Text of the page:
A Mother’s Prayer and a Daughter’s Dream: The God Box just made the New York Times bestsellers list!

I am so excited to share this incredible news. The New York Times just named “The God Box” to their bestseller list. This is a huge thrill for me and I can only think of Mom who was the reason for the story and more than that, the reason I believed I could write. Even though I can hear her now saying, “I knew this would happen,” I have to admit, I am over the moon with joy, gratitude and that feeling that comes with doing what you love. Thanks so much to all my friends and family who were behind me every step of the way. This is your story, your success too.

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Back Atcha

bullying.jpg 

This week’s New York Times piece “Backlash:Women Bullying Women at Work” raises an issue I get ticked off about. (Not enough to shove someone, like the “FemBullies” in the article supposedly do, but pretty darn mad.)  Because although there are bullies of both genders, I think women get the worse rap. 

Whenever I’ve spoken about workplace stress, someone asks, “Don’t you think it’s harder to work for a woman than a man?” inevitably followed by “My last boss was such a B___, (rhymes with “Witch).” Women conveniently file bullying male bosses under “whatever”. But women can’t get over being badly treated by another woman. 

Why are we harder on women? Because we expect more. We expect a woman to be fairer, more understanding, more ‘like me’. Sometimes she is. Sometimes, she’s just a jerk. But she’s neither forgiven nor forgotten and her memory lingers like the Sisterhood of the Traveling Tempers.  

Why does this tick me off? Because every time a woman piles on this myth, she’s hurting the chances for other women to advance. In fact, she’s hurting herself, too. If the powers that be buy into the watercooler line that ‘a woman will never fly around here,’ she won’t. Men and women are equally capable of being terrific colleagues. Mean-ness doesn’t discriminate by gender. (And one wonders, who inadvertently taught women bullying tactics in the first place?) 

C’mon! We are bigger than these petty schoolyard antics. (Even if sometimes we’d like to slug someone.) 

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BFFs make you healthier!

I was thrilled to see today’s New York Times and Tara Parker Pope’s  column (I heart her writing SO much)that confirmed that friendships among women actually correlate with better health.  It makes perfect sense.  More than once I have been inspired by a friend who starts a new regime.  My online group of moms made sure that I didn’t ignore my lingering flu and I never knew what sassy water was until I ran into my friend Jen at a shoe store.  (She has lost more than 100 lbs and is worth listening to!) My mammogram was easier to handle because my friend told me what to expect. 

“In general, the role of friendship in our lives isn’t terribly well appreciated,” said Rebecca G. Adams, a professor of sociology at the University of North Carolina, Greensboro. The experts have spoken and I say Hell Yeah!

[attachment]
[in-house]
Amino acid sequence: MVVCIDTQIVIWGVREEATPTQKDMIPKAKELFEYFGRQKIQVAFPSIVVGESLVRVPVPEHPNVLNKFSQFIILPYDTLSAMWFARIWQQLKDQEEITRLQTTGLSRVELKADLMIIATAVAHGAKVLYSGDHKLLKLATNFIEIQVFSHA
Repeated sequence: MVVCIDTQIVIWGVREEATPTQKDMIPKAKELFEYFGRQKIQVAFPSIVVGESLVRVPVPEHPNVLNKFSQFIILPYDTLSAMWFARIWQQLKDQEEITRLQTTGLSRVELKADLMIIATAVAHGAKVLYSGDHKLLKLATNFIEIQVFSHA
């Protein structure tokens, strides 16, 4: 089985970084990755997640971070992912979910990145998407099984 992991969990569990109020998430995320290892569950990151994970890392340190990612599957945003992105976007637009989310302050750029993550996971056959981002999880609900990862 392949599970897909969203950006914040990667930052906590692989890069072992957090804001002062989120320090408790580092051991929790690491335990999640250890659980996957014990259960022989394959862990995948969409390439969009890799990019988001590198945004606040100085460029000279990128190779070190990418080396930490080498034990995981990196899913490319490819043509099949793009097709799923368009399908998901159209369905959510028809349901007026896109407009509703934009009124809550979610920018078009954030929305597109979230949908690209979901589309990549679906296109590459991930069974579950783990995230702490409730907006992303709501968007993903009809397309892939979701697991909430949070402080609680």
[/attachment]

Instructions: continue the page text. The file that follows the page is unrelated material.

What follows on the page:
While much of the evidence is anecdotal (women with more friends have less stress and therefore get fewer colds) there are some long term studies to back up the theory.  So hooray for women’s friendships.  Plus I will live to be 200 years old since I’m still friends with my mates from pre-K (and pre-Facebook).

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Now We Know Why it Works!

We’re big fans of Tim Manners’ Reveries.com because it gives us our daily dose of marketing inspiration. But this piece really hit home. Tim writes about a new book by Dacher Keltner called “Born to be Good,” which reveals the power of touching and of sharing emotions. Manners quotes a review by Janet Maslin of The New York Times, “that laughing, blushing, touching, teasing, loving, empathizing and other not-very-scientific-seeming subjects can be methodically analyzed in terms of their importance to our survival.”  She continues that “A professor at the University of California at Berkeley, Dacher’s methods include elements of social science, neuroscience and clinical psychology.” Dacher explains, for example, “that touching … is a physiological way of encouraging cooperative behavior (and) that embarrassment is a way to deflect combat.”

At Just Ask a Woman, we all breathed a collective “ahh”. For the past ten years, we’ve been the kind of touchers and the empathizers that add up to a marketing research traditionalist’s worst nightmare. Not a session with women goes by without a LOL from Jen, a sympathetic nod from Tracy or a hug from me. While it might seem more Oprah than Einstein, we’ve intuitively found that women open up to those who open up to them. It’s only natural. I’ll tell you about losing my dog when I realize it happened to you, too. I’ll admit that I took a bite out of a coffee cart donut, (a freebie from my favorite purveyor Nazir) and then you’ll tell me you ate an extra roll at dinner. Leading the witness? I don’t think so. Feeling her pain, regarding her dreams, reaching for what she’s hidden from someone else? That’s the way women work. Glad to know that science is catching up!

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October 22, 2020
by Mary Lou Quinlan

A look at an early production of WORK

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The God Box Goes Global!

“The God Box” has grown to include an app, audio book, philanthropic venture and solo show performed by Mary Lou across the US. Now The God Box Project goes global to the Edinburgh Festival Fringe.
Go There

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